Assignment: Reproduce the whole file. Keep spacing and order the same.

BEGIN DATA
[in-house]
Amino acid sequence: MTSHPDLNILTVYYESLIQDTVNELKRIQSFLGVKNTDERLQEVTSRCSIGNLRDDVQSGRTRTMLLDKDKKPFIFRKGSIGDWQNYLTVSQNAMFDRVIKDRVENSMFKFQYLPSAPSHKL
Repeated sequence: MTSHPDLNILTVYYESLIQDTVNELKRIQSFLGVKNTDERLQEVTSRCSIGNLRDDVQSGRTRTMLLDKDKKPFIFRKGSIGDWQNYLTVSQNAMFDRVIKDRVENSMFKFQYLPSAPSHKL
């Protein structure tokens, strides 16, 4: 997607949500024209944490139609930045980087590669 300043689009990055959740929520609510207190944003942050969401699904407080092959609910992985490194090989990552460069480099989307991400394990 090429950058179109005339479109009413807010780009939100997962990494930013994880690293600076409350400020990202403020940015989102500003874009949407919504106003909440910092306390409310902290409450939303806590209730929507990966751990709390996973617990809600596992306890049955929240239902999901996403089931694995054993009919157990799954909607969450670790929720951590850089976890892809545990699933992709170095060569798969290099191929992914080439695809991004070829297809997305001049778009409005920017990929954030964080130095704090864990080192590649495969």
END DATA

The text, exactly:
[in-house]
Amino acid sequence: MTSHPDLNILTVYYESLIQDTVNELKRIQSFLGVKNTDERLQEVTSRCSIGNLRDDVQSGRTRTMLLDKDKKPFIFRKGSIGDWQNYLTVSQNAMFDRVIKDRVENSMFKFQYLPSAPSHKL
Repeated sequence: MTSHPDLNILTVYYESLIQDTVNELKRIQSFLGVKNTDERLQEVTSRCSIGNLRDDVQSGRTRTMLLDKDKKPFIFRKGSIGDWQNYLTVSQNAMFDRVIKDRVENSMFKFQYLPSAPSHKL
């Protein structure tokens, strides 16, 4: 997607949500024209944490139609930045980087590669 300043689009990055959740929520609510207190944003942050969401699904407080092959609910992985490194090989990552460069480099989307991400394990 090429950058179109005339479109009413807010780009939100997962990494930013994880690293600076409350400020990202403020940015989102500003874009949407919504106003909440910092306390409310902290409450939303806590209730929507990966751990709390996973617990809600596992306890049955929240239902999901996403089931694995054993009919157990799954909607969450670790929720951590850089976890892809545990699933992709170095060569798969290099191929992914080439695809991004070829297809997305001049778009409005920017990929954030964080130095704090864990080192590649495969």